‘Spectre’ and the City

After the long-anticipated new James Bond film Spectre (Sam Mendes, 2015) hit theatres last month, the most talked-about scene was undoubtedly the opening shot. The film opens with a minutes-long tracking shot set in Mexico City, during the Day of the Dead. We see Bond (accompanied by a beautiful woman, of course) follow a masked man in a white suit; go up to a hotel room with the woman; change into his classic tuxedo and weapon outfit; and walk the roofs of Mexico City in order to take aim at the masked man. The scene required thousands of extras to walk around in Day of the Dead fancy dress. It also visits one of Mexico’s oldest hotels, and neatly establishes Bond as the womanizer-and-professional-assassin that is at the core of the franchise. It is without question a skilfully realised sequence. But how does it compare to the film’s scenes set in the other three cities that Spectre visits: Rome, Tangier, and, of course, London?
By setting the Mexico City sequence on the Day of the Dead, Spectre clearly opts for visual impact. The holiday gives the opportunity for dressing up and disguise, and for large crowds that impair Bond’s ability to catch the villain and which increase the risk of casualties. However, the setting also plays on stereotypical views of Mexico by only representing the city on what is an extraordinary and world-famous day. It is a fairytale background that plays on already existing ideas about Mexico, and does nothing to redress viewers’ knowledge to a more realistic viewpoint.
The scenes in Tangier are mainly set inside a hotel room except for the brief shot of Bond and his travelling companion (another beautiful woman) navigating the streets towards the hotel. Yet at no point are the Euro-American views of Tangier challenged. There are steps and windy streets, peeling paint on the walls, and mice in the hotel room. It is romantic but poverty-stricken.
Rome and London are treated differently by the film. The Italian capital’s grand architecture is the backdrop for a meeting of a top-secret and highly powerful terrorist organisation. The criminals are business-like and use modern techniques. Bond’s visit to them ends in a car chase on the banks of the Tiber, in which Bond is driving the high-tech Aston Martin that has been widely used in Spectre’s publicity material. This way, the film’s representation of the ancient city is intertwined with cutting-edge technology. London is also shown to be a combination between old and new: Q’s advanced lab is located in a stone cellar under the Thames, and MI6’s old headquarters in Vauxhall are replaced by a glass and steel column on the other side of the river. This tension between the old and the new is at the heart of the film, with its conflict between the ‘00 programme’ and the new data-collection laws.
Although the film ultimately reveres the old-fashioned (as it must since its main character has remained essentially unchanged since the 1950s), it allows London and Rome to combine the old with the modern. Tangier and Mexico City, locations outside the Western world, however, remain in some sense represented as primitive and backward. For all the – justified – admiration for the technical skill of the Mexico City sequence, Spectre does not dare to challenge what it expects to be the assumptions of an imagined American-European audience.

Spectre_DdM​The Day of the Dead in Spectre (UK/USA, 2015)

Bond treading the rooftops of Mexico City

Spectre_car chaseThe car chase along the Tiber, Rome

UNESCO, Skyfall, and the question of Hashima’s ethical representation

On 5 July 2015, UNESCO added eleven Japanese properties to the World Heritage List. UNESCO explains the decision by pointing to Japan’s expeditious nineteenth-century industrial revolution that the edifices bespeak.[1] Whether this appreciation is appropriate is highly controversial. Hashima, one of the properties and a now abandoned island, accomplished its enormous output of coal in the Second World War with the aid of Korean and Chinese slave labourers.[2] In the run-up to the UNESCO decision, South Korea admonished that the Japanese localities in question do not look today as they did at the end of the lauded industrial revolution, but continued to change their faces. South Korea argues that the built environment which UNESCO seeks to protect can thus not be separated from its later history.[3] Historian Brian Burke-Gaffney contends that exactly during Japan’s atrocities in WW2 Hashima constituted the only place in Japan where the built environment kept growing to ensure the large coal supply for war.[4]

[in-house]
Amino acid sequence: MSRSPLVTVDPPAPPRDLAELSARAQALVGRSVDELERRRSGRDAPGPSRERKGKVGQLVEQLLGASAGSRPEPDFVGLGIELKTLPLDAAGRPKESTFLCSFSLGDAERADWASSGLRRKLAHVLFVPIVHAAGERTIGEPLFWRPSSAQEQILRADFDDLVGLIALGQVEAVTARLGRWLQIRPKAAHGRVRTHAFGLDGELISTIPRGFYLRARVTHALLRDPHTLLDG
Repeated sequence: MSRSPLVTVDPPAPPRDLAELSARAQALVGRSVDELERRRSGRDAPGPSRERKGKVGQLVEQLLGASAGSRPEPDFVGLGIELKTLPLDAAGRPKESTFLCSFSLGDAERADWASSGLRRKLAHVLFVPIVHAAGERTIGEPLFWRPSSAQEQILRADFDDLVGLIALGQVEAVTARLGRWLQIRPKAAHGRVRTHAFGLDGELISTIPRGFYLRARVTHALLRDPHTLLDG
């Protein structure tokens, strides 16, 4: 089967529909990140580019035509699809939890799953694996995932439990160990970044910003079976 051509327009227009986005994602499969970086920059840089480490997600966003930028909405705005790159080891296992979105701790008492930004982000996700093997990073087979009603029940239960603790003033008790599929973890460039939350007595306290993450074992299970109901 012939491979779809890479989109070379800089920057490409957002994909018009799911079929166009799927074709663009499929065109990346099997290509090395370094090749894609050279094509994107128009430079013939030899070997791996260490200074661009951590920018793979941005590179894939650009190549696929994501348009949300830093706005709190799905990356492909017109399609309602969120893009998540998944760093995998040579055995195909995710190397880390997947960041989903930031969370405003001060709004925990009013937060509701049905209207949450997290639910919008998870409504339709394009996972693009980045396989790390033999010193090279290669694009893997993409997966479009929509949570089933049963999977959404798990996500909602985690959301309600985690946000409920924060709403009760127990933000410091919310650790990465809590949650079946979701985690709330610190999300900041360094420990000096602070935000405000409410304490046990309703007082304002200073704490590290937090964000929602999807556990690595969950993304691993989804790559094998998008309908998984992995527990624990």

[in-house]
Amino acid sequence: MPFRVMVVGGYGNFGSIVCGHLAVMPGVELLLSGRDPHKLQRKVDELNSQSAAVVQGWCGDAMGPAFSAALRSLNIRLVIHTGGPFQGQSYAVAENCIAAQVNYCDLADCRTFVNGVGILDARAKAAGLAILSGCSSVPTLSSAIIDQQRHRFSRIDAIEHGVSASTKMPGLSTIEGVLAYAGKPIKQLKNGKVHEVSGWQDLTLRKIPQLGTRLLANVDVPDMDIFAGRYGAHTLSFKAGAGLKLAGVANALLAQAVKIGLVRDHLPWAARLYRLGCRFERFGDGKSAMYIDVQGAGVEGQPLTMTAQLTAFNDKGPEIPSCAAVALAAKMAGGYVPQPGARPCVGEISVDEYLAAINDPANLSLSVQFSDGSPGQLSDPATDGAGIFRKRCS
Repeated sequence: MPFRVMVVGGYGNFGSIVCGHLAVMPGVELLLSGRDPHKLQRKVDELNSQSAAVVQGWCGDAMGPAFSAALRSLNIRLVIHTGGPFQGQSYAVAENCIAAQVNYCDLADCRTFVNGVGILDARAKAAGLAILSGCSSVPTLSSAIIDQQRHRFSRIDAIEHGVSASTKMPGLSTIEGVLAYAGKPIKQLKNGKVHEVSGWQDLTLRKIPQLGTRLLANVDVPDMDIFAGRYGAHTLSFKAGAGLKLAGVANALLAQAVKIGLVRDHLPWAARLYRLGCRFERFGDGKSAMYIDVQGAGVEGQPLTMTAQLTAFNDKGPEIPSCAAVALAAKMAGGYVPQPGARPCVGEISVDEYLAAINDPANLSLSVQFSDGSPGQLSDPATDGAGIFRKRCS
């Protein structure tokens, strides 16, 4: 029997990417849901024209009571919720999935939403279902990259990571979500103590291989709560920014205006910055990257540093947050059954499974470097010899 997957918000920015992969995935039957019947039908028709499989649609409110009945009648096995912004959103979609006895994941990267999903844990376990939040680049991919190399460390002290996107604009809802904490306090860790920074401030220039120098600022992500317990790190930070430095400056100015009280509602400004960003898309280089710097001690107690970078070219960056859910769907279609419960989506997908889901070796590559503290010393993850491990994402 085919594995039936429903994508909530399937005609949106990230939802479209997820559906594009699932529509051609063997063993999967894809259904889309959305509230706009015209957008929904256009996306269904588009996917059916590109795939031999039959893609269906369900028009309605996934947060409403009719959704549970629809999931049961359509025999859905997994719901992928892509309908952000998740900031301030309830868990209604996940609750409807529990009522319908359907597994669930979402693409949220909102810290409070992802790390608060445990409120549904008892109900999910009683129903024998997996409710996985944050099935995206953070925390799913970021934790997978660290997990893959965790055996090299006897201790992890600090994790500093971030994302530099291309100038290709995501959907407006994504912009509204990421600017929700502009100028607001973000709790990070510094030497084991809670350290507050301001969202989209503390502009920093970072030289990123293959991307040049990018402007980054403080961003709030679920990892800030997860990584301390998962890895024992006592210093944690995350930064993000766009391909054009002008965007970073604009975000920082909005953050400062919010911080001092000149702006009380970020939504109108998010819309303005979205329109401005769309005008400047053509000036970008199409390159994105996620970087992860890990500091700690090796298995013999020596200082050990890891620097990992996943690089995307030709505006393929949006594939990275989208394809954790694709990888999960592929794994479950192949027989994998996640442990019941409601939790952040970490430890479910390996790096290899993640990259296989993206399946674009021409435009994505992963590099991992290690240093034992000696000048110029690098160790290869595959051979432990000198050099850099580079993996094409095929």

This meaning-laden island provides the location for villain Silva’s headquarters in the latest James Bond film Skyfall (Sam Mendes, 2012). Except for the establishing shots, the island sequence has been filmed in a replica in Britain’s Pinewood Studios because the original site was deemed too hazardous.[5] While the film fictionally locates the island in the vicinity of Shanghai, Silva asserts that the insular built environment itself “tells a story.” In light of the current debate about an ethical representation of Hashima, I explore into which story the fictional account of Skyfall integrates the island space (even if mostly replicated) and how this relates to Hashima’s material history. I highlight how the film readdresses the interconnected themes of progress, control, and violence that the island evokes, and how the film itself ultimately raises the question of an ethically tolerable representation of Hashima.

Control is inscribed into the material appearance of Hashima. On an island as small as 15.6 acres and enclosed not only by water but also by enormous sea walls, access and escape do not come easy. [6] The power of those who control the island is thus not easily contested. A Korean labourer brought to Hashima by force termed it the “Prison Island.”[7] Regarding the Japanese residents, Burke-Gaffney advances that Mitsubishi, which was the island’s sole proprietor and the islanders’ employer from 1890 to 1974, acted as a “benevolent dictator[ ].”[8] The company organised the gratuitous supply of water and electricity in return for the active upkeep of facilities. When as a result of the industrial shift to petroleum Mitsubishi informed the islanders in January 1974 about the closure of the coal mine, it took merely three months for Hashima to become completely abandoned.[9] Mitsubishi, which had once kept the island alive, even had the power over its demise.